showed mom the blue dress I wore especially for her

— she nodded,

‘I know what you are doing, beta.

Be you, be natural. Go and never wash your face —

my eyes are accustomed to the symbols of your indolence,

don’t disappoint me with these ornaments of self-care.’


They believed the left side of mom’s brain was severely damaged.

I think mom won over her stroke

but her adamant brain needed an outlet to showcase its strength,

so it stopped functioning.


A flower calmly rests in my hand,

enveloping the small grains of sand

that I secretly stole from my mom’s grave,

to tell others my interpretation of peace.



Fizza Abbas is a Freelance Content Writer based in Karachi, Pakistan. She is fond of poetry and music. Her works have been published at many platforms including Indiana Voice Journal and Poetry Pacific.

The Unlived


Our unlived life in the ether-realm waits

like a perishing black dog in an Iranian cafe,


a difficult terrain to traverse over tea.


Even mornings freeze in zygotic stillness.


The unlived is a penitentiary,

a winding shadow of a black dog.


There like absence in suspended animation.



Kalyani Bindu is an Indian writer, researcher, and author of the poetry collection, Two Moviegoers. Her poems and essays have appeared in Variant Literature Journal, Active Muse, Madras Courier, Muse India, Ethos Literary Journal, Modern Literature, Indian Express, and others.

The Unheard Story


Say “farewell” to me, Deep Sea,

I know there’s not much time left for me to live . . .

So wish me luck when I’m falling in

To the abyss of “no-way-out”. I hope

I was a good son to you, faithful and honest,

Maybe a little naïve . . .


My name was Whrowhl, at least

Some friends used to call me that. But I heard

One little boy call out “A wall! A wall!”

It rhymes so nicely, my Sea Lord,

And I remember my brothers laughing;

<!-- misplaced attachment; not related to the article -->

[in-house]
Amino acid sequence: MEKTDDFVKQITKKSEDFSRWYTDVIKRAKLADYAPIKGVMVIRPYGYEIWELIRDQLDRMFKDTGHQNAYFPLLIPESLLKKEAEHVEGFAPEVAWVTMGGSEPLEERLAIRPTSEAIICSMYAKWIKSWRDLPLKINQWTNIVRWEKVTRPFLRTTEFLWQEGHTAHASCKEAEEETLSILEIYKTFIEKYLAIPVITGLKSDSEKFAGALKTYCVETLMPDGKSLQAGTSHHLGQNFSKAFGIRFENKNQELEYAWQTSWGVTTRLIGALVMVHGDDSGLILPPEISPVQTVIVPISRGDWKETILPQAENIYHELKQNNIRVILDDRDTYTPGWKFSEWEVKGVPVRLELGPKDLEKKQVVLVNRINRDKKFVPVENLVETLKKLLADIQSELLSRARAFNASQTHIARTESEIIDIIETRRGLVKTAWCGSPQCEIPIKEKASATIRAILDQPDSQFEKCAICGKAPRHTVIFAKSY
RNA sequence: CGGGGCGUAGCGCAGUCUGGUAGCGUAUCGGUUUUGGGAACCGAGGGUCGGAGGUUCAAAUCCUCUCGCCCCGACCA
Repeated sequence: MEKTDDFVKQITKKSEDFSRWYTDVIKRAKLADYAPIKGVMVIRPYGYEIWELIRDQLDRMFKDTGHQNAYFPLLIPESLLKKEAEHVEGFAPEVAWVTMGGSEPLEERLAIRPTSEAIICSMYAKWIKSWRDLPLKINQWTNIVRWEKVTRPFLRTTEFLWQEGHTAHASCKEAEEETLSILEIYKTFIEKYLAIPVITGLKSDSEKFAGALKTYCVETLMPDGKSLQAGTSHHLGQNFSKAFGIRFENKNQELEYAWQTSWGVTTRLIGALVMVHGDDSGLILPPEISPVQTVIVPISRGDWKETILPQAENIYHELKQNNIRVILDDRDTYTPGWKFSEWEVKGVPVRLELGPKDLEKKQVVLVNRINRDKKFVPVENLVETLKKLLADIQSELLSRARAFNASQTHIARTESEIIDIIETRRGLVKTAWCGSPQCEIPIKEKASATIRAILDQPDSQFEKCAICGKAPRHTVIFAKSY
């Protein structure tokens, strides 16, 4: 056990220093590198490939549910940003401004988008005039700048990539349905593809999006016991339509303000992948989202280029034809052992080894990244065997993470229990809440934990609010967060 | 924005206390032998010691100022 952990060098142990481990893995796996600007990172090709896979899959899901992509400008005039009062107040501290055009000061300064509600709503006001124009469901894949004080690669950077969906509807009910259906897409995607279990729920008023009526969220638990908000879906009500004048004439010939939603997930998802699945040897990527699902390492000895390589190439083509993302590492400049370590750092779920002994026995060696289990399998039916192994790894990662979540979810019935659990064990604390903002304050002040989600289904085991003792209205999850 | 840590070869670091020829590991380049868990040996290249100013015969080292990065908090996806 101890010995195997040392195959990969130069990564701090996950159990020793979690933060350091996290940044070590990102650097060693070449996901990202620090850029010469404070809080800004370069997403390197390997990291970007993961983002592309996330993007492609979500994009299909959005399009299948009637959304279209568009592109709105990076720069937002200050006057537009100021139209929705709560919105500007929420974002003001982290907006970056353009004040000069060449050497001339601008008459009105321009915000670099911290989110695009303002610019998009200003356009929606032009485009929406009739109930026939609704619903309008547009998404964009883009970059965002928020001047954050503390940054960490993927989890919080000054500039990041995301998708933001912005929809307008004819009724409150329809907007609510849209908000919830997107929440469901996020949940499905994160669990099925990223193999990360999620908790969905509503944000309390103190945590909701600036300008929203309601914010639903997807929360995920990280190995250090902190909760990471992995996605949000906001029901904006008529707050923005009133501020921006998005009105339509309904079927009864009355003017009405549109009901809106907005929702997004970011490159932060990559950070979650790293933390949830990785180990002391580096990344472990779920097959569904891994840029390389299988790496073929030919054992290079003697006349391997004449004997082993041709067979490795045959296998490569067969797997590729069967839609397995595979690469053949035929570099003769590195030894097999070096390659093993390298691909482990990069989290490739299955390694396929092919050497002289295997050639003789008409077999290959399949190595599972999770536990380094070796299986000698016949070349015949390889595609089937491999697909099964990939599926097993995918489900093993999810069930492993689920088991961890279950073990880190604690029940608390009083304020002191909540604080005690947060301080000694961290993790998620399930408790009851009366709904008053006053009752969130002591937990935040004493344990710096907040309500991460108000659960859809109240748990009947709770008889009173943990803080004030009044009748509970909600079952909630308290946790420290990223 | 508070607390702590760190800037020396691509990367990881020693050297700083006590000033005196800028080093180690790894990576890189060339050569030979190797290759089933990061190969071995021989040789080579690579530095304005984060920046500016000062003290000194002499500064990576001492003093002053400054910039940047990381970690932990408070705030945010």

This has become our favorite joke.


I know

Nothing’s perfect all the time and fluffy

Gentle waves can turn into a storm when least expected.

That’s what my uncle told me.


“You are too serious,” I said, “Come on,

Where is your positive spirit?”

“You’ll see,” he said. I saw

A whaler who harpooned him

Forty-four days after, in July

Twenty Nineteen . . .


And I will die today.


Forgive me, my dear Earth,

I still don’t know when a wall

Started coming down. Last night my friend

Said I must have swallowed

Too many plastics,

So I’m most likely bleeding inside . . .


But I don’t feel sorry for myself, because

Any physical pain is nothing —

Like heartache. I heard

That “everything happens for a reason” —

A famous quote

That you, people, keep repeating . . .


But what’s the point of ranting

About nobility that you don’t care about

While all your words are just false

Messages written in poison? What’s

The point of showing your humanity

If you’re starting wars and throwing

People on the street like garbage?


What’s behind your indifference and silence

When you’re losing touch with Nature

And your only joy comes

From destruction and high oil prices?


You can say I am just a whale,

A worthless sea creature,

Born to be unheard . . .


But we still remember that

Nature is not a word on posters,

It’s not a trending TV topic,

Real Nature is a sense

You have forgotten . . ..



Anastasia Crown is Russian designer, writer, and poet. Her work has appeared in The Writers Union, L'Atelier, Green Avenue, Literature Day, The Birmingham Arts Journal, and others. Her first book, Exopulus Raises Waves, was published in January of 2019 by Algorithm.